The ‘soul’ of the criminal is a modern invention. By focusing on the soul of the prisoner, the crime is analysed, its motives are found, psychiatrists intervene, and the possibilities of punishment are not as limited as they were when the main target was the body (because let’s face it, after a while imagination runs dry…). So, say that the offender is diagnosed as insane, does his diagnosis make the crime disappear? Foucault calls the extra info ‘attenuating circumstances’ and suggests that now that the focus is on the soul, the offender is judged as a whole, rather than just a solitary criminal act. There is a shift in the vocabulary used: the offender isn’t condemned to be executed, but judged to be punished. Prison enters the conversation. The face of punishment might have changed, but the goal is the same: it’s all about power. Foucault is obsessed with power and how the systems essentially controls everyone in it.

The All-seeing Panopticon

Undeniably, the most famous chapter of Discipline and Punish is the one in which Foucault describes the Panopticon. Deriving from the Greek pan- + optos, it means to be to see everything. Foucault mentions Jeremy Bentham’s Panopticon: Bentham’s prison has a tower right at the centre of it, from where it is possible to see every single cell of the prison and what happens in it. A supervisor is placed in the tower and keeps an eye on the prisoners. At this point, Foucault states that “visibility is a trap” (200), and he couldn’t be more right. The magic (and I’m being ironic here…) of the Panopticon is that the prisoner is both aware and unaware; he knows that he is constantly being watched, but he can’t be sure that he is being watched. Not knowing is both a blessing and a curse.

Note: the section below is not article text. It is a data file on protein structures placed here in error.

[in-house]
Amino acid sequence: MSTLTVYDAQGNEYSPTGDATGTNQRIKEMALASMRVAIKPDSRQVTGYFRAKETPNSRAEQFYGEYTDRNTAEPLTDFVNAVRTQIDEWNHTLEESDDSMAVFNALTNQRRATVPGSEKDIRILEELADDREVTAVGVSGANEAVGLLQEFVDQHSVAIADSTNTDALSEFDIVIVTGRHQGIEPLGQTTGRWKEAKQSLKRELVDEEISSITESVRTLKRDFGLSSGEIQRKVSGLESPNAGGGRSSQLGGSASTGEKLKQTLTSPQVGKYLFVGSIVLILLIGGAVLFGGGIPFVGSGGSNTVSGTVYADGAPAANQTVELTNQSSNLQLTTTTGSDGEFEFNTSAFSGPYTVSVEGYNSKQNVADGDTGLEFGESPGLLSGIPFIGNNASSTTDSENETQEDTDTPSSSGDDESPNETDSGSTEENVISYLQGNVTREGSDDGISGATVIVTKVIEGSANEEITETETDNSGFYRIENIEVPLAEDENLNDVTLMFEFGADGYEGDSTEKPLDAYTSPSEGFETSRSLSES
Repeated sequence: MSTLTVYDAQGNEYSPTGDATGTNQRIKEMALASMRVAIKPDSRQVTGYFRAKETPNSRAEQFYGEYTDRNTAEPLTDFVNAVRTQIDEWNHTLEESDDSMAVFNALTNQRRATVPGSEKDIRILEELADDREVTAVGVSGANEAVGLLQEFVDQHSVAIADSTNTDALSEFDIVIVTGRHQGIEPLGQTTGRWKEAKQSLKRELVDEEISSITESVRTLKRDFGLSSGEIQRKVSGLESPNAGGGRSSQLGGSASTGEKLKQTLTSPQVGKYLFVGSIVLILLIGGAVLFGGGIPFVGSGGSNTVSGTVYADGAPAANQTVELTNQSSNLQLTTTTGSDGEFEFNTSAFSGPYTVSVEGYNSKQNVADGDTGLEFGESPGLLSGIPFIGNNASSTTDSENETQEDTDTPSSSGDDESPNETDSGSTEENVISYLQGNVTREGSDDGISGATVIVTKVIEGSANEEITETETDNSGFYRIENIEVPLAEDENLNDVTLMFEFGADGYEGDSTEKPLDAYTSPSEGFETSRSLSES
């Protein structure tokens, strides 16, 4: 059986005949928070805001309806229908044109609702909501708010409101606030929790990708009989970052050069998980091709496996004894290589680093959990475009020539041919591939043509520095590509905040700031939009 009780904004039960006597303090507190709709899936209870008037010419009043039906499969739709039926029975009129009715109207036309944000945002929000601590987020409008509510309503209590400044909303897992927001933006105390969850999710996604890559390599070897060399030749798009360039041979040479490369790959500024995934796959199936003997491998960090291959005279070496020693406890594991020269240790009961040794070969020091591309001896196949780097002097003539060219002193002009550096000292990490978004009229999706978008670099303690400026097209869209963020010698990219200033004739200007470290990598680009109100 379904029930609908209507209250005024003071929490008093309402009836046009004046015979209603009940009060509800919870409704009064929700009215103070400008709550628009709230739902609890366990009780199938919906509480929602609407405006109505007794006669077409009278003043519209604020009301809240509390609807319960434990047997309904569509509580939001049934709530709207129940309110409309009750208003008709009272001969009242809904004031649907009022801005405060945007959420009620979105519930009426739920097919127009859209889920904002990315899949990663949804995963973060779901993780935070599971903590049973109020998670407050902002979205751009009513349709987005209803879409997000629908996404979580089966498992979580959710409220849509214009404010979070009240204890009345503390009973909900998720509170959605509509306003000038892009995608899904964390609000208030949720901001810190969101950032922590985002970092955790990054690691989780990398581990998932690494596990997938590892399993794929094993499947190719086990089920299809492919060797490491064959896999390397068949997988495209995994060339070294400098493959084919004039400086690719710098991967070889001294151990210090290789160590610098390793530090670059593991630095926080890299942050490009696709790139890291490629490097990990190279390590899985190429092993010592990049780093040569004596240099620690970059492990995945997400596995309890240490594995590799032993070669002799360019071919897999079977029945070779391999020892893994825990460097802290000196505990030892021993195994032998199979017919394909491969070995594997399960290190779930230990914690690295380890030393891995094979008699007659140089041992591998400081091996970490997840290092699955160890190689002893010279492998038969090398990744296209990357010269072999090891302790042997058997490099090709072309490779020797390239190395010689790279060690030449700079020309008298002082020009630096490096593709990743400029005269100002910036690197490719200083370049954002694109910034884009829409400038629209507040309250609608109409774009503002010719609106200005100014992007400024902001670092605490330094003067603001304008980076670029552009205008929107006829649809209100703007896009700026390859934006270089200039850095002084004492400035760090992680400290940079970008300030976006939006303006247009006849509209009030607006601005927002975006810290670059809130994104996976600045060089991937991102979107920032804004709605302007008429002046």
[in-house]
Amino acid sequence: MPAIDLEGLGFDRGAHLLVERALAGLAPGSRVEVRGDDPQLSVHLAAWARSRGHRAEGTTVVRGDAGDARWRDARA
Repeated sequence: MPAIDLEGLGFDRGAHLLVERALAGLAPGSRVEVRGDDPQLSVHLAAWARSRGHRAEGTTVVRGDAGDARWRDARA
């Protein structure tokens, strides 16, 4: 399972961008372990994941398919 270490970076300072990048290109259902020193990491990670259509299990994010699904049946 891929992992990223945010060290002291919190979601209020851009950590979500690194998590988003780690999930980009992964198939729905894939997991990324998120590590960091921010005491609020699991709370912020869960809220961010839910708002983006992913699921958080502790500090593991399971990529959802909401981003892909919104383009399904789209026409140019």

The Panopticon is the essence of the book and it is what Foucault wants to say about power, both in and out of the criminal justice system. In a prison where constant surveillance is a fact, the prisoner loses his will of revolting. In a society, if the citizen knows that the system has ways of watching him all the time (without that meaning that he is actually being watched), would he try to break order? If you can’t contextualize the stream of thought, Orwell’s 1984 is the perfect example. It doesn’t matter if the Big Brother is actually watching you. As long as you know that someone might be watching you, the punishment and discipline come from within. Suddenly the system doesn’t even need to lift a finger, the process of censorship is coming from within each individual. Power is controlled by the system, but in an invisible, yet satisfactory, way. Discipline isn’t violent or coercive, but undetectably willing. Foucault doesn’t suggest that each society has a physical Panopticon in every street, it would be too obvious. No, control and elimination of power can be achieved in subtler ways. The metaphorical Panopticon keeps prisoners, schoolchildren, patients, workers, beggars in line and it “must be understood as a generalizable model of functioning; a way of defining power relations in terms of everyday life of men” (205). The success of the Panopticon is the idea of exclusive visibility. The prisoner/citizen is visible, and yet he is excluded from participating in the process of visibility. He is the object, not the eye.